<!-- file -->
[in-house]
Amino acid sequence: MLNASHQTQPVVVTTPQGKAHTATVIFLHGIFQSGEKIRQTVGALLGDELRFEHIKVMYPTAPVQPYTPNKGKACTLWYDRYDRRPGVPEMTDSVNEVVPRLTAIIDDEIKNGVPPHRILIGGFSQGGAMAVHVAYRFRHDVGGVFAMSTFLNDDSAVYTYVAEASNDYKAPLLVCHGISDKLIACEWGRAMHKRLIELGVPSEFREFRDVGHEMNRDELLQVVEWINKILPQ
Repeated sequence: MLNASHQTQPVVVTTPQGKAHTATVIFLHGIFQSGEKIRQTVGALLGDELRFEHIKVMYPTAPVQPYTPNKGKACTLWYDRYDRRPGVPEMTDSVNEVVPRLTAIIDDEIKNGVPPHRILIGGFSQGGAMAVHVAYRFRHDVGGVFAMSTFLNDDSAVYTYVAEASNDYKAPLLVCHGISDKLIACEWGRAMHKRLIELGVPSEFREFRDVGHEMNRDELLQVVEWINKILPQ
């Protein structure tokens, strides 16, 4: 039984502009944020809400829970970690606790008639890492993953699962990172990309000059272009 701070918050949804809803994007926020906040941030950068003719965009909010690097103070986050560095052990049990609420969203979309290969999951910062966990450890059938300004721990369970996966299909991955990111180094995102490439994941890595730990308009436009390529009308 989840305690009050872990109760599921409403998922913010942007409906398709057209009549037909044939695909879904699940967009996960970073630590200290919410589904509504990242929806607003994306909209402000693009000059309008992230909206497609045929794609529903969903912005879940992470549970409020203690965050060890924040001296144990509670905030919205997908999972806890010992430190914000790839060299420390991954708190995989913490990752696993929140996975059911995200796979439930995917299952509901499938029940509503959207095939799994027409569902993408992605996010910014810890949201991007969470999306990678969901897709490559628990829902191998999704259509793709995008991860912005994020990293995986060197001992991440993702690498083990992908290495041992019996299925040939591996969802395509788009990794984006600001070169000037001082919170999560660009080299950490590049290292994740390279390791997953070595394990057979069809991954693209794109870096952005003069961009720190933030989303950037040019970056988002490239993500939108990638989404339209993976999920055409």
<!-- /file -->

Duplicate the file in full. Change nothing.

[in-house]
Amino acid sequence: MLNASHQTQPVVVTTPQGKAHTATVIFLHGIFQSGEKIRQTVGALLGDELRFEHIKVMYPTAPVQPYTPNKGKACTLWYDRYDRRPGVPEMTDSVNEVVPRLTAIIDDEIKNGVPPHRILIGGFSQGGAMAVHVAYRFRHDVGGVFAMSTFLNDDSAVYTYVAEASNDYKAPLLVCHGISDKLIACEWGRAMHKRLIELGVPSEFREFRDVGHEMNRDELLQVVEWINKILPQ
Repeated sequence: MLNASHQTQPVVVTTPQGKAHTATVIFLHGIFQSGEKIRQTVGALLGDELRFEHIKVMYPTAPVQPYTPNKGKACTLWYDRYDRRPGVPEMTDSVNEVVPRLTAIIDDEIKNGVPPHRILIGGFSQGGAMAVHVAYRFRHDVGGVFAMSTFLNDDSAVYTYVAEASNDYKAPLLVCHGISDKLIACEWGRAMHKRLIELGVPSEFREFRDVGHEMNRDELLQVVEWINKILPQ
């Protein structure tokens, strides 16, 4: 039984502009944020809400829970970690606790008639890492993953699962990172990309000059272009 701070918050949804809803994007926020906040941030950068003719965009909010690097103070986050560095052990049990609420969203979309290969999951910062966990450890059938300004721990369970996966299909991955990111180094995102490439994941890595730990308009436009390529009308 989840305690009050872990109760599921409403998922913010942007409906398709057209009549037909044939695909879904699940967009996960970073630590200290919410589904509504990242929806607003994306909209402000693009000059309008992230909206497609045929794609529903969903912005879940992470549970409020203690965050060890924040001296144990509670905030919205997908999972806890010992430190914000790839060299420390991954708190995989913490990752696993929140996975059911995200796979439930995917299952509901499938029940509503959207095939799994027409569902993408992605996010910014810890949201991007969470999306990678969901897709490559628990829902191998999704259509793709995008991860912005994020990293995986060197001992991440993702690498083990992908290495041992019996299925040939591996969802395509788009990794984006600001070169000037001082919170999560660009080299950490590049290292994740390279390791997953070595394990057979069809991954693209794109870096952005003069961009720190933030989303950037040019970056988002490239993500939108990638989404339209993976999920055409």